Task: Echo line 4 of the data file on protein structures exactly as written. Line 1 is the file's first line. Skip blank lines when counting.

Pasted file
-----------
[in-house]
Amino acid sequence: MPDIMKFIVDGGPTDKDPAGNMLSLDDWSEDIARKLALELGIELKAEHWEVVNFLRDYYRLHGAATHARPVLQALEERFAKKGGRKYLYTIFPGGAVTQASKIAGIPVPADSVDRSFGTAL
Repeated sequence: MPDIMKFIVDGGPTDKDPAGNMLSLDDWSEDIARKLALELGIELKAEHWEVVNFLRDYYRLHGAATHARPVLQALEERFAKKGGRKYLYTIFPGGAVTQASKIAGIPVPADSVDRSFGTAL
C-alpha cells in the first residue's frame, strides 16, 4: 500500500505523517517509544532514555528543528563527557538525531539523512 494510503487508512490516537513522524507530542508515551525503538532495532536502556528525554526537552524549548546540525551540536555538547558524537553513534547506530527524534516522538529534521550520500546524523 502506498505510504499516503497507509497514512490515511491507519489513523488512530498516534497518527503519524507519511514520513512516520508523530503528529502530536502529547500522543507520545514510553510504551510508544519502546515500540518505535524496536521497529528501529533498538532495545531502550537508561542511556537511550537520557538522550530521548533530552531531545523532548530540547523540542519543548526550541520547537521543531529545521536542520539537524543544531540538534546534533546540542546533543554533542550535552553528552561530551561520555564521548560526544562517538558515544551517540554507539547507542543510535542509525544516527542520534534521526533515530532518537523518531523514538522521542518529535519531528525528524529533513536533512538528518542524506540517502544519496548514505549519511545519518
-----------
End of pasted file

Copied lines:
C-alpha cells in the first residue's frame, strides 16, 4: 500500500505523517517509544532514555528543528563527557538525531539523512 494510503487508512490516537513522524507530542508515551525503538532495532536502556528525554526537552524549548546540525551540536555538547558524537553513534547506530527524534516522538529534521550520500546524523 502506498505510504499516503497507509497514512490515511491507519489513523488512530498516534497518527503519524507519511514520513512516520508523530503528529502530536502529547500522543507520545514510553510504551510508544519502546515500540518505535524496536521497529528501529533498538532495545531502550537508561542511556537511550537520557538522550530521548533530552531531545523532548530540547523540542519543548526550541520547537521543531529545521536542520539537524543544531540538534546534533546540542546533543554533542550535552553528552561530551561520555564521548560526544562517538558515544551517540554507539547507542543510535542509525544516527542520534534521526533515530532518537523518531523514538522521542518529535519531528525528524529533513536533512538528518542524506540517502544519496548514505549519511545519518